It's time for a greater challenge; lets take the cars to a racecourse and then off road! The authors did repeated rapid transfer of the bacteria to fresh media---the bacteria have to divide quickly to keep up---and 12 of the rewired networks were able to keep up with the controls and these tended to have rewired flhD controls which regulate flagellar genes and gives a clue as to why this might be an advantage (by suppressing the extra energy it takes to activate the flageller system). Next the authors put the cells under conditions where they either had to survive very long periods of time without fresh media or at high temperatures (50°C, 122°F). They found that a rpoS-ompR rewiring combination out-competed the controls under both of these conditions. So, out of only 598 combinations tried, which is a tiny fraction of the total number possible, one novel combination gave a fitness advantage under a new environment.
This has obvious implications for the adaptation of cells to new challenges by rewiring their gene network. But what is still most surprising to me is how well altered networks are tolerated in general. A cell is much more sophisticated than the machines we are used to like cars. It has evolved to buffer changes and make sure the important things get done despite strong disruptions to the system. Here is another network example, this time from yeast, that might help to illustrate this enhanced level of sophistication compared to our intuition of the system.
Cells have to undergo a cycle of growth and division. This cell cycle is controlled by a group of genes. In this paper,
Davidich, M. I., & Bornholdt, S. (2008). Boolean Network Model Predicts Cell Cycle Sequence of Fission Yeast, 3(2). doi:10.1371/journal.pone.0001672
the authors treated the cell cycle control genes as being simply "on" or "off" in the following interaction network where the genes turn each other on or off over a series of time steps.
From a starting configuration of gene activity, the start signal (the cell has grown to sufficient size with enough resources) triggers the activity of the other genes flipping each other on and off and a master process unfolds that directs the actions of other genes (outside of the figure) needed to carry out the steps of the cell cycle and division. At the end of the process the original starting configuration is reset to wait for the next start signal (also have a look at Table 2 in the publication). This is a very simplistic model but it captures essential components of what is known about the yeast cell cycle.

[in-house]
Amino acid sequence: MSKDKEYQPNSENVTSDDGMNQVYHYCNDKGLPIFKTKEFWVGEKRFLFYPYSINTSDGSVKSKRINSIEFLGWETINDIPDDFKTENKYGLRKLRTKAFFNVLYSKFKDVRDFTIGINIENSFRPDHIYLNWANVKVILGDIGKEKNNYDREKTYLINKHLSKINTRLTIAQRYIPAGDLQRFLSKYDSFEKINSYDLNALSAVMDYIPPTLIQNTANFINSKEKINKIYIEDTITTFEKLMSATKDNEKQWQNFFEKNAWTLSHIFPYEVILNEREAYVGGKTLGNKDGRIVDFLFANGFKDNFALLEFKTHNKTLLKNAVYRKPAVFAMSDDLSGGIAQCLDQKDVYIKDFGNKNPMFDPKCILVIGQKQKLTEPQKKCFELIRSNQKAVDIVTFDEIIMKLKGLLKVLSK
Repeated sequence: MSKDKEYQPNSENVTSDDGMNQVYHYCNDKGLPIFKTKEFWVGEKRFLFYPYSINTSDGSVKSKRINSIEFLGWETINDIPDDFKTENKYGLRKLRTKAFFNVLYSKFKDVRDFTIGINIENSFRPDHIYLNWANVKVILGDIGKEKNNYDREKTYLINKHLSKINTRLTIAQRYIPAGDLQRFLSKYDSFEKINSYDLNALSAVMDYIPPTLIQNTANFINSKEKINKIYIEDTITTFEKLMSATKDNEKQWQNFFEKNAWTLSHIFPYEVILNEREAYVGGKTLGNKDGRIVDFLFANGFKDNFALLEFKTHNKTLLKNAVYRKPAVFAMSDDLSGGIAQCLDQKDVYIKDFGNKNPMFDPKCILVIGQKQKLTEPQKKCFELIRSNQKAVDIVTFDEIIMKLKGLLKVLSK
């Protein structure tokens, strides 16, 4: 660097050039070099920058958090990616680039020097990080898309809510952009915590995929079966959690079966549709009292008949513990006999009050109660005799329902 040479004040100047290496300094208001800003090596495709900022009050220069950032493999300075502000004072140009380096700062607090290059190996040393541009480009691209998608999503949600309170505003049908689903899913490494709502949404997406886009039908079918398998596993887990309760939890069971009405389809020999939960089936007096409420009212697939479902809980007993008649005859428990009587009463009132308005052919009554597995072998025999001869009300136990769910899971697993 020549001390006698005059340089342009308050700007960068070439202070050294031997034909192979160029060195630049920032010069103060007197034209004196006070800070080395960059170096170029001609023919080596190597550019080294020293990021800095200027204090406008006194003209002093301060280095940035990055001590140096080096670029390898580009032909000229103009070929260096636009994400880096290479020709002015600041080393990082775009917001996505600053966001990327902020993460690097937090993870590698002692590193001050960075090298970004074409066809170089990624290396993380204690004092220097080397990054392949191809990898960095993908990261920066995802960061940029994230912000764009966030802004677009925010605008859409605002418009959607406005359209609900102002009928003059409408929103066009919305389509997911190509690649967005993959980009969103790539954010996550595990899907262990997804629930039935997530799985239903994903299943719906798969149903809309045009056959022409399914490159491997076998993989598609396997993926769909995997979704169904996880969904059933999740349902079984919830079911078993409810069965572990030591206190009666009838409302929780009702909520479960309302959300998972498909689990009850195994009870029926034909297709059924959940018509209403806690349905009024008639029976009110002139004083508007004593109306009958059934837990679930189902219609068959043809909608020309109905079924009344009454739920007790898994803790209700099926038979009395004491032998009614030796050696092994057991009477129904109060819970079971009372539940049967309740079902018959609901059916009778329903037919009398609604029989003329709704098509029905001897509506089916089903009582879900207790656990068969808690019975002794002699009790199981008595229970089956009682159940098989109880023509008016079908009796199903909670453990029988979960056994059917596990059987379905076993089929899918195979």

What if the starting configuration is disrupted? Then the wrong cascade of signals would propagate through the network, activating the wrong sets of genes. Without a master record of which switches should be set to on and off at the beginning is the cell doomed to deviate along a different path and not be able to return to appropriate cell cycle? Treating the genes (and the start signal) as simply on or off there are 1024 possible starting configurations. This plot shows how all possible configurations are predicted to transition to and from each other.
The arrows in blue are the normal steps of the cell cycle. From a large number of deviated starting configurations the cell will be able to, within a few steps, predominantly reset itself to the correct cell cycle. This is a property of the network of gene interactions and is not due to random chance. (There are some starting points that do not return to the main path, but also keep in mind that this is a very simplistic model.) This shows that the cell has evolved to be robust to disruptions, even in very subtle ways that may not be obvious at first, such as the wiring of its gene interaction network. Simply looking at Figure 1 above does not imply, to a human, the robustness of the system that is uncovered in Figure 2.
The paper goes on to describe another example of the evolution of gene networks with a different set of interactions of the genes involved in the cell cycle for a different species of yeast (S. cerevisiae vs. S. pombe). The wiring is altered, with a different type of reliance on internal signals, but the end result of robustness of the system is essentially the same.